Sherritt International (TSX:S) announced Wednesday a proposed transaction designed to improve capital structure and reduce the beleaguered Canadian nickel miner’s debt by half.
The transaction would give investors a 50% haircut and would reduce Sherritt’s total outstanding principal debt obligations by about C$414 million (about $322m) and reduce annual cash interest payments by C$19 million (about $13m).
Sherritt, which has significant assets in Cuba, is offering to buy back as much as C$443 million of its debt at a big discount to face value. Bondholders will get 53 cents on the dollar plus accrued and unpaid interest if they accept by 5 p.m. New York time on March 27, or 50 cents plus interest if they wait, Bloomberg reported. The bondholders would get new second-lien notes with an 8.5% coupon.
Total debt is currently at about C$588 million in debentures, plus another C$145m on a leftover Ambatovy partner loan – resulting in over C$700 million, Sherritt’s CEO David Pathe told MINING.COM.
Sherritt’s debt almost quadrupled between 2007 and 2008 as the company developed the massive Ambatovy nickel and cobalt project in Madagascar with Sumitomo Corp. and Korea Resources Corp. From the start, the project was plagued with delays and cost overruns, and a political coup that resulted in the suspension of mining licenses.
Pathe says while Sherritt still retains a 12% equity interest in Ambatovy, the company has been trying to exract itself for years and plans a full exit.
“It’s something we’ve been working on, looking at different alternatives for months now, we landed on this transaction because we think this is the fairest to all the affected stakeholders across our series of debentures, and treating them all equally,” Pathe said.
“Another element [of] this transaction is that our partners will see us exit that project altogether, and eliminate the remainder of our Ambatovy- related debt,” Pathe said.
“It will help preserve our liquidity, which has been our focus,” Pathe said. He added that over past two years Sherritt has eliminated over C$2 billion in debt, and with the completion of Wednesday’s transaction will be closing in $3 billion in debts off the balance sheet.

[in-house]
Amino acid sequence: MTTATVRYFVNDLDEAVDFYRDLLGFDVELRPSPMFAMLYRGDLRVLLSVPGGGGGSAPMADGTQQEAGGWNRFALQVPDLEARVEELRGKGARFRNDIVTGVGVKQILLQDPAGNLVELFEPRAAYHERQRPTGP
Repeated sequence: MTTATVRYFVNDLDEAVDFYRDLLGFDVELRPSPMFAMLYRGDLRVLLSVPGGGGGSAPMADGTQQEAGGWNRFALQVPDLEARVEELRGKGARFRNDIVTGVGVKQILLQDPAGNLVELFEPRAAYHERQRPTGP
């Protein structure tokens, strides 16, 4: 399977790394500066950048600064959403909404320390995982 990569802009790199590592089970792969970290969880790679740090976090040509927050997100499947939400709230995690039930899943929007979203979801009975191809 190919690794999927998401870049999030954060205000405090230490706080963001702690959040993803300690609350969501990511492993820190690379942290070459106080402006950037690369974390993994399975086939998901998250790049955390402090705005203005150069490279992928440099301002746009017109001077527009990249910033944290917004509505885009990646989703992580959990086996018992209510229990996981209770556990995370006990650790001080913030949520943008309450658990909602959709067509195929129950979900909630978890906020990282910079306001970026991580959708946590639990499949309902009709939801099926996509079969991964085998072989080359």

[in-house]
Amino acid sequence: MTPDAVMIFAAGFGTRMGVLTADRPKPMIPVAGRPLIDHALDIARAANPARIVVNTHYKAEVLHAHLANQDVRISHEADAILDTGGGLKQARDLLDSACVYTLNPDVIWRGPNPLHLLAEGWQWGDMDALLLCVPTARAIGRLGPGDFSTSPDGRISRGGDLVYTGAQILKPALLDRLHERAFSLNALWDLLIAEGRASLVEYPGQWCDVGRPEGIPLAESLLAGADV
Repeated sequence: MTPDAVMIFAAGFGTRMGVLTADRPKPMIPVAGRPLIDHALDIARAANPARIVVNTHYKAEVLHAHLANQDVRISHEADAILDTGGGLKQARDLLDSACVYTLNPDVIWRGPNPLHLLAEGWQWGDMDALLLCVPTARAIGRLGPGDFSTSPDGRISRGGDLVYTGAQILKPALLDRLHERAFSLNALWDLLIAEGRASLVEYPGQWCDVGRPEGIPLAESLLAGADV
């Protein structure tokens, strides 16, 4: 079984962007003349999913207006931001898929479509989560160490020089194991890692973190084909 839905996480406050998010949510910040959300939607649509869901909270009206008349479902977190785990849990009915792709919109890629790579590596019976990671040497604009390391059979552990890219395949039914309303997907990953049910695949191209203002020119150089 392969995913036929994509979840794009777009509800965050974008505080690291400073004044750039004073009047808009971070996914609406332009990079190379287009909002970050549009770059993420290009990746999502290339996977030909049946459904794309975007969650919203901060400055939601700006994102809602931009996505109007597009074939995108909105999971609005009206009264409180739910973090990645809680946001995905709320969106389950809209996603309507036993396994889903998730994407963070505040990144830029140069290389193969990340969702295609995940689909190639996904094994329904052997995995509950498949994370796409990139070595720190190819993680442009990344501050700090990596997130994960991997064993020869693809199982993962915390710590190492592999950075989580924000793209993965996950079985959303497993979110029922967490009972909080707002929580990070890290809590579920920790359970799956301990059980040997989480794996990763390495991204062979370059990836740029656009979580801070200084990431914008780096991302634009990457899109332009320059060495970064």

“It will extend our maturities out, right now we face maturities on our existing debt in 2021, 23 and 25 – this will push all of those out to 2027,” Pathe said.
Pathe said Wednesday’s proposal will provide security to bought holders, and treats them equally.
For more than a decade, Sherritt has fought to reduce its debt, selling all of its coal assets in 2013 as commodity prices languished. A spike in cobalt prices in 2017 helped the company post its first annual profit since 2012 but it fell back into the red the following year, Bloomberg reported.
Meanwhile, a tightening of US sanctions against Cuba has resulted in the island nation being unable to pay Sherritt for the energy it produces in foreign currency. Sherritt said its Cuban partners have committed to increasing its $2.5 million monthly payments to the miner.
“Debenture holders also get the benefit of a cash sweep, beginning in 2021, that will further demonstrate our commitment to ongoing debt reduction, and we think, to where the bonds are trading now, this gives them a piece of paper that is of real value to them and puts us in a position where we’ll be able to repay that debt in full,” Pathe said.
Adding to Sherritt’s challenges in Cuba and Madagascar, the nickel market has been volatile. Nickel price was up last summer, but fell back after the Indonesian ore ban lifted and fears on tariffs on global trade, and now coronavirus.
Pathe said he expects more volatility in the coming months, but remains confident in the nickel market, as he said current global supply is not sufficient to meet demand.
By market close in Toronto Wednesday, Sherritt’s stock was up by over 16% on the TSX. The day’s trading volume reached over 1.2 million, more than double the daily average. The company has a C$71.5 million market capitalization.
(With files from Bloomberg)